SOY Protein... Helpful or Harmful???
- 08-15-2007, 06:40 PM
There are 14 dozen eggs per gallon @ ~$35/gal (when you buy 2).
The thing I like is that it doesn't take up the room that 14 dozen eggs do, they stay good for up to 6-8 months, they are pasteurized, easy, convenient, and can be frozen indefinitely if needed.
Not something you can say about 'real' eggs.
I'm not sure what eggs go for at Costco or other bulk places, I think my local safeway is ~$2/dozen (not including buy one, get one) but for the extra few dollars and not having to separate and toss half an egg out, its worth it to be able to just pump it.
- 08-15-2007, 06:57 PM
08-15-2007, 09:56 PM
Just saw this thread but would like to say that Soy definitely promotes aromitization...which is a bad thing. Egg protein is a good alternative and has a great amino profile.
08-16-2007, 01:13 AM
C'mon gents....I have to make the same post twice in the same thread. Read the scientific literature!!!
Effect of protein source and resistance training on body composition and sex hormones
Douglas Kalman , Samantha Feldman , Michele Martinez , Diane R Krieger and Mark J Tallon
Journal of the International Society of Sports Nutrition 2007
Published 23 July 2007
Evidence suggests an inverse relationship between soy protein intake and serum concentrations of male sex hormones. Anecdotal evidence indicates that these alterations in serum sex hormones may attenuate changes in lean body mass following resistance training. However, little empirical data exists regarding the effects of soy and milk-based proteins on circulating androgens and exercise induced body composition changes.
For 12 weeks 20 subjects were supplemented with 50 g per day of one of four different protein sources (Soy concentrate; Soy isolate; Soy isolate and whey blend, and Whey blend only) in combination with a resistance-training program. Body composition, testosterone, estradiol and sex hormone binding globulin (SHBG) were measured at baseline and week 12.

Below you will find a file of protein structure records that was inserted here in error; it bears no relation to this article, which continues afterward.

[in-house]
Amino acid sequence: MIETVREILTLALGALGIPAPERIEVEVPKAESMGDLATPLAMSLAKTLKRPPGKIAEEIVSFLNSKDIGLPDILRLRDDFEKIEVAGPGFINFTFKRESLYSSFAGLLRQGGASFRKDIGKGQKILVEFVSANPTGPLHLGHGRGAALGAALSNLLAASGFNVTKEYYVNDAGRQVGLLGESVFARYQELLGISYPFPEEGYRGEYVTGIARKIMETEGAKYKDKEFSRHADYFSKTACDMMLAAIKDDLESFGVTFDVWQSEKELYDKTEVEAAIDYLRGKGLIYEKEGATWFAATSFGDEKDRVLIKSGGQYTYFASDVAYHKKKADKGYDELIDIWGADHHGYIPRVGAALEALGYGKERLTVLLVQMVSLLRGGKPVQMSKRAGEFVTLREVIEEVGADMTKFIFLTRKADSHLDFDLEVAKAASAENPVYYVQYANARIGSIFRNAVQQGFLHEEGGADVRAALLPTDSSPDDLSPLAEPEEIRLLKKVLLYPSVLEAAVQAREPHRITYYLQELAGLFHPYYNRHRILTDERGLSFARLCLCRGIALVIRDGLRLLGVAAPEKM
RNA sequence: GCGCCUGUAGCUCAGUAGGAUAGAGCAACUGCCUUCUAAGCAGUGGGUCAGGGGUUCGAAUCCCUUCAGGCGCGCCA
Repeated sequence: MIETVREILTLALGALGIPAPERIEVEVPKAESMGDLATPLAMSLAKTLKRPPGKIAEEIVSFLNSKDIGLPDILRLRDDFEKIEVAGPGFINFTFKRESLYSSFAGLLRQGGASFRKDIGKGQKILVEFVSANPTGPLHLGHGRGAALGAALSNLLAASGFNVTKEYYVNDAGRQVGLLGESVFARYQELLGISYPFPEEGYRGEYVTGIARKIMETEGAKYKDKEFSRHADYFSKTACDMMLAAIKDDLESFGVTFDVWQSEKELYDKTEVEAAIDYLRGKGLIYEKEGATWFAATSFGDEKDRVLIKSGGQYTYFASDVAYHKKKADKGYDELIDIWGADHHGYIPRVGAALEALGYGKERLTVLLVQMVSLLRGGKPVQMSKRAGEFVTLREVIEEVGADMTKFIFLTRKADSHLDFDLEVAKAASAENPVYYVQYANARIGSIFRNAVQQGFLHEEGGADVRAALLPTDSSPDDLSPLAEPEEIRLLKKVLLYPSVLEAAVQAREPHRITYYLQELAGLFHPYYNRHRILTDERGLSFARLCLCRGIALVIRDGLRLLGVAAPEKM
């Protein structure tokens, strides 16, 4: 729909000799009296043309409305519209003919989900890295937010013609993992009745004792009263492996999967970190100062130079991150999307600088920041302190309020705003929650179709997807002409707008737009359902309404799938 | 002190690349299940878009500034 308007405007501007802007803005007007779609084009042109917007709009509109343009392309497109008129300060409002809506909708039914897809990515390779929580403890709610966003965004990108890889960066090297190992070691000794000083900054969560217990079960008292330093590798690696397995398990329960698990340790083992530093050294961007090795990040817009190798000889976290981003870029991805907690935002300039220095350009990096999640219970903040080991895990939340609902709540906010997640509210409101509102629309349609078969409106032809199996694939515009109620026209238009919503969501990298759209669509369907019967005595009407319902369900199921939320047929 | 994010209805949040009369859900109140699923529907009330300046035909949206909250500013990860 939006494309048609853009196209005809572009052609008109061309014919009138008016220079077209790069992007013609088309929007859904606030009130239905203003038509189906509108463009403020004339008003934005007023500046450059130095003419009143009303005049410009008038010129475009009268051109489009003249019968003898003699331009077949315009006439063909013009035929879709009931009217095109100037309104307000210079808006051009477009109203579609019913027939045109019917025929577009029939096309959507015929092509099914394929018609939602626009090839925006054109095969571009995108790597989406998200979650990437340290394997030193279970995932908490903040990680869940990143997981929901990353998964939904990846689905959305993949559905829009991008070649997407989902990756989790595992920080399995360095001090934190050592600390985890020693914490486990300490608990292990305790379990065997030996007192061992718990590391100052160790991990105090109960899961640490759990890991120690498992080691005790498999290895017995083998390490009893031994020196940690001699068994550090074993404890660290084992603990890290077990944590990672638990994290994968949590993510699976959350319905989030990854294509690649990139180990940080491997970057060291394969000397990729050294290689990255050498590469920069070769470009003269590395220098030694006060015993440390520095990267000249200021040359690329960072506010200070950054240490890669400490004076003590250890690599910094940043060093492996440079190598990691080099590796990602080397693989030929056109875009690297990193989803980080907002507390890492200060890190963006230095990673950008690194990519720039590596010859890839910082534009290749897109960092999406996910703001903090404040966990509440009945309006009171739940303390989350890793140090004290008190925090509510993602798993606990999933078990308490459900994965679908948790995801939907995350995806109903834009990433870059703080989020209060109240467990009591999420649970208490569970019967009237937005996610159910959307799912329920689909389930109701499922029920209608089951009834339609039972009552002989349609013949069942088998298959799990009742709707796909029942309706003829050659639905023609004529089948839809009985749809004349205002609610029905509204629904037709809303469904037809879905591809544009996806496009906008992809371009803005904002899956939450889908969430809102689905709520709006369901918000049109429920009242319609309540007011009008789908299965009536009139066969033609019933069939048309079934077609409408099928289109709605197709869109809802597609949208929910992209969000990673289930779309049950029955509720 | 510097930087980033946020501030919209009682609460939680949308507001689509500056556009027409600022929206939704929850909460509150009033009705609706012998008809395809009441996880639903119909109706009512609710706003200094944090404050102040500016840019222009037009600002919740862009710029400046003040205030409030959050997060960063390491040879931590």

Protein supplementation resulted in a significant increase in lean body mass independent of protein source (0.5 1.1 and 0.9 1.4 kg, p = 0.006, p = 0.007). No significant differences were observed between groups for total and free testosterone, SHBG, percentage body fat, BMI or body weight. The Testosterone/Estradiol ratio increased across all groups (+13.4, p = 0.005) and estradiol decreased (p = 0.002). Within group analysis showed significant increases in the Testosterone/Estradiol ratio in soy isolate + whey blend group (+ 16.3, p = 0.030). Estradiol was significantly lower in the whey blend group (- 9.1 8.7 pg/ml, p = 0.033).
This investigation shows that 12 week supplementation with soy protein does not decrease serum testosterone or inhibit lean body mass changes in subjects engaged in a resistance exercise program.
08-16-2007, 03:19 AM
Thanks 'DieTrying', I appreciate the research data.
I have stopped drinking the Soy shakes for about 10 days now. I think it may indeed have just been "all in my head" but I swear my muscles felt softer after a couple weeks of Soy protein shakes.
The only other thing I wanted to mention about that study is "...20 subjects were supplemented with 50 gr. per day..." IMO, 50 gr. per day isn't SH*T... How many of us strive for 200 gr. of protein a day? Given, most of us get some protein from other food sources, but I'd be willing to bet many people reading this consume 150 gr. of protein from shakes daily when bulking.